Certain arrangements would be recharacterized as ordinary income, rather than as distributive shares of partnership income.
On July 22, 2015, the US Treasury Department and the US Internal Revenue Service (IRS) released proposed regulations (the Proposed Regulations) under Section 707 of the Internal Revenue Code of 1986, as amended (the Code), to provide guidance regarding when arrangements involving the receipt of a partnership interest for services will be treated as a disguised payment for services and not as the right to receive a distributive share of partnership income. An arrangement that is treated as a disguised payment for services under the Proposed Regulations will be treated as a payment for services for all purposes of the Code, with the result that the payment will be taxed as ordinary income and be subject to Code Sections 409A and 457A (as applicable). The Proposed Regulations do not affect traditional forms of carried interest, concluding that they are generally subject to a significant entrepreneurial risk.
In many funds, the persons entitled to receive a management fee from the fund (Managers) have the ability to waive a portion or all of the management fee they are entitled to receive from the fund (the Waived Fee Amount). The general partner (GP) receives a corresponding increased interest in the fund’s profits (but not capital), usually equivalent to the interest in the fund that the GP would have received if it had made a capital contribution to the fund equal to the Waived Fee Amount (the Additional Profits Interest). The right to receive distributions from the Additional Profits Interest is normally conditioned on the fund earning economic income or gain after the date the Additional Profits Interest is issued. To avoid constructive receipt of the management fee (and being taxed on the management fee as if received), the waiver must be effective before the management fee is earned or accrued for tax purposes. As a result, the management fee typically is either waived on a periodic basis before the fee accrues or, in some cases, the waiver is “hardwired” into the fund agreement.
Under current law, the treatment of management fee waiver programs for US federal income tax purposes is not always clear. Managers generally take the position that waiver of the management fee does not cause constructive receipt of the management fee, and the Additional Profits Interest is a “profits interest” in the fund under Revenue Procedure 93-27, discussed below.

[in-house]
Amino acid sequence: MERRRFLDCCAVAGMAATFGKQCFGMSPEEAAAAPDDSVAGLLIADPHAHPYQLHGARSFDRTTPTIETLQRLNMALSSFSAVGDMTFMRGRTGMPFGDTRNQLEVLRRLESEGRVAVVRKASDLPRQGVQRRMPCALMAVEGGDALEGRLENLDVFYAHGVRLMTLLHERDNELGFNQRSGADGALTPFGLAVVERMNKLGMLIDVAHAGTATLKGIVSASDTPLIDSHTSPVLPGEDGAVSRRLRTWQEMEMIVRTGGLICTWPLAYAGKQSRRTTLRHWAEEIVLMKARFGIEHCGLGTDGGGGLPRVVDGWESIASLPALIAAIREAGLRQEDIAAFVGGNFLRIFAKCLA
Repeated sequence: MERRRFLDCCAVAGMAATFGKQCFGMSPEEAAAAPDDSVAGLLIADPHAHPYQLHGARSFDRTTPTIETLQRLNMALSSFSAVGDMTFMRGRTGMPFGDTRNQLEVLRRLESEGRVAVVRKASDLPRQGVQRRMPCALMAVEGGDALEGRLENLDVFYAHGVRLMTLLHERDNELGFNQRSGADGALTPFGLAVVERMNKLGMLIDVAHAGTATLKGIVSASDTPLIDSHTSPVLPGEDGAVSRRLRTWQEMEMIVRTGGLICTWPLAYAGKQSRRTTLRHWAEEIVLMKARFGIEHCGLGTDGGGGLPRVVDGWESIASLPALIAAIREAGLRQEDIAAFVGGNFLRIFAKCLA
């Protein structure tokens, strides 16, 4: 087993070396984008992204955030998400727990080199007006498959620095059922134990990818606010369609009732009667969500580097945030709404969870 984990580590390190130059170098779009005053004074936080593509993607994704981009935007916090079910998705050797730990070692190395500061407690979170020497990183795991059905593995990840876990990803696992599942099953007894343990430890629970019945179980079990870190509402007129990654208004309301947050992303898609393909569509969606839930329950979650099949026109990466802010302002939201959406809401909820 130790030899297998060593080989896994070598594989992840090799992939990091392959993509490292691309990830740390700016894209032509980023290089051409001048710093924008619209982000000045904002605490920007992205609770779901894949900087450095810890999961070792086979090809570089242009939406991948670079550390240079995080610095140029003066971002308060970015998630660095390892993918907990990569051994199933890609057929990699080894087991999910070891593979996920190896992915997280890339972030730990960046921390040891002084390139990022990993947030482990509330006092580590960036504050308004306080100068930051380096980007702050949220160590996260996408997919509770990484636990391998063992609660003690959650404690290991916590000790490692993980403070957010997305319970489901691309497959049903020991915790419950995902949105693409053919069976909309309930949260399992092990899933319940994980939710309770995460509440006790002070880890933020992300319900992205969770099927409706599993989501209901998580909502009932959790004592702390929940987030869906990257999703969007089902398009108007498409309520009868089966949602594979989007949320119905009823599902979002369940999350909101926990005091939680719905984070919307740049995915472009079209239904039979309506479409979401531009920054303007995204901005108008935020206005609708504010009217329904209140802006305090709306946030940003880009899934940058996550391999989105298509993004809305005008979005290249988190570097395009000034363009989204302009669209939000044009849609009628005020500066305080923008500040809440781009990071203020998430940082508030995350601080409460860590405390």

The Proposed Regulations
Facts and Circumstances Test
The Proposed Regulations apply a facts and circumstances test and provide a non-exclusive list of factors that are relevant to determining when an arrangement is treated as a payment for services. Under the Proposed Regulations, the determination is made at the time the arrangement is entered into or modified. The most important factor in making the determination is whether the arrangement lacks significant entrepreneurial risk. The Proposed Regulations include the following factors that create a presumption that an arrangement lacks significant entrepreneurial risk:
- Capped allocation of partnership income if the cap is reasonably expected to apply in most years;
- An allocation for one or more years under which the service provider’s share of income is reasonably certain;
- An allocation of gross income;
- An allocation that is predominantly fixed in amount, is reasonably determinable under all facts and circumstances or is designed to assure that sufficient net profits are highly likely to be available to make the allocation to the service provider; or
- An arrangement in which a service provider waives its right to receive payment for the future performance of services in a manner that is non-binding or fails to timely notify the partnership and its partners of the waiver and its terms.
Other factors included in the Proposed Regulations which indicate that the arrangement should be treated as a payment for services include (i) the service provider holds an interest for a short duration and (ii) the service provider receives an allocation and distribution in a time frame comparable to the time frame that a non-partner service provider would typically receive payment.
The Proposed Regulations contain six examples to illustrate the difference between an arrangement that is treated as a payment for services and an interest in a partnership that is treated as the right to receive future allocations of income and distributions. Four of the examples focus on management fee waiver structures and illustrate when an arrangement lacks significant entrepreneurial risk. These examples show that where an allocation of income is reasonably determinable and there are highly likely to be available profits to allocate to the service provider, the arrangement will lack significant entrepreneurial risk.